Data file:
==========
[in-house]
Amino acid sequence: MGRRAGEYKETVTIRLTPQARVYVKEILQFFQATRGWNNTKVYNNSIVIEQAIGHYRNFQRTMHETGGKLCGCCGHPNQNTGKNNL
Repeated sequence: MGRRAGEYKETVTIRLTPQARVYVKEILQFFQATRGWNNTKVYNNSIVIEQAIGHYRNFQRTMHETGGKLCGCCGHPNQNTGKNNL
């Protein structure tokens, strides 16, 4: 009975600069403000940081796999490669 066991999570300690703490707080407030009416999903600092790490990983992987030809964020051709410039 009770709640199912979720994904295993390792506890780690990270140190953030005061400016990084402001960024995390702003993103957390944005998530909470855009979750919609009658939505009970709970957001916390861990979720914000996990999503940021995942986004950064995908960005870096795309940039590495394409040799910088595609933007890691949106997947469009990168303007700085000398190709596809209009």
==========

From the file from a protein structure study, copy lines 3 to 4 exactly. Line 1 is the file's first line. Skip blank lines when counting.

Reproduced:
Repeated sequence: MGRRAGEYKETVTIRLTPQARVYVKEILQFFQATRGWNNTKVYNNSIVIEQAIGHYRNFQRTMHETGGKLCGCCGHPNQNTGKNNL
């Protein structure tokens, strides 16, 4: 009975600069403000940081796999490669 066991999570300690703490707080407030009416999903600092790490990983992987030809964020051709410039 009770709640199912979720994904295993390792506890780690990270140190953030005061400016990084402001960024995390702003993103957390944005998530909470855009979750919609009658939505009970709970957001916390861990979720914000996990999503940021995942986004950064995908960005870096795309940039590495394409040799910088595609933007890691949106997947469009990168303007700085000398190709596809209009």